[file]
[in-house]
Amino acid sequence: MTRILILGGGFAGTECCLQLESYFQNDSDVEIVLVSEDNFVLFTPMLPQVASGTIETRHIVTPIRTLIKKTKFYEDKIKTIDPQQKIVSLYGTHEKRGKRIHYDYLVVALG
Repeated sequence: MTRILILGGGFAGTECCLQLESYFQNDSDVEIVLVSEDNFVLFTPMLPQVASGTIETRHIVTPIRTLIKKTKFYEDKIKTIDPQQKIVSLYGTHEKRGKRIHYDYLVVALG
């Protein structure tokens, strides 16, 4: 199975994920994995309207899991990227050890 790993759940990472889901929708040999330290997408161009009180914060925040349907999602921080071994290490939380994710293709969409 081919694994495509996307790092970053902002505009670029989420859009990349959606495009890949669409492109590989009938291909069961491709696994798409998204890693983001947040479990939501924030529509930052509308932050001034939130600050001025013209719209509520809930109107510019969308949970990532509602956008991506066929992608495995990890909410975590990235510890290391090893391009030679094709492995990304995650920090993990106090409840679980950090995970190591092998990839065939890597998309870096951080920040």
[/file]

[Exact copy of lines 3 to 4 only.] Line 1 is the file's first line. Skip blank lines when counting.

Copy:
Repeated sequence: MTRILILGGGFAGTECCLQLESYFQNDSDVEIVLVSEDNFVLFTPMLPQVASGTIETRHIVTPIRTLIKKTKFYEDKIKTIDPQQKIVSLYGTHEKRGKRIHYDYLVVALG
């Protein structure tokens, strides 16, 4: 199975994920994995309207899991990227050890 790993759940990472889901929708040999330290997408161009009180914060925040349907999602921080071994290490939380994710293709969409 081919694994495509996307790092970053902002505009670029989420859009990349959606495009890949669409492109590989009938291909069961491709696994798409998204890693983001947040479990939501924030529509930052509308932050001034939130600050001025013209719209509520809930109107510019969308949970990532509602956008991506066929992608495995990890909410975590990235510890290391090893391009030679094709492995990304995650920090993990106090409840679980950090995970190591092998990839065939890597998309870096951080920040």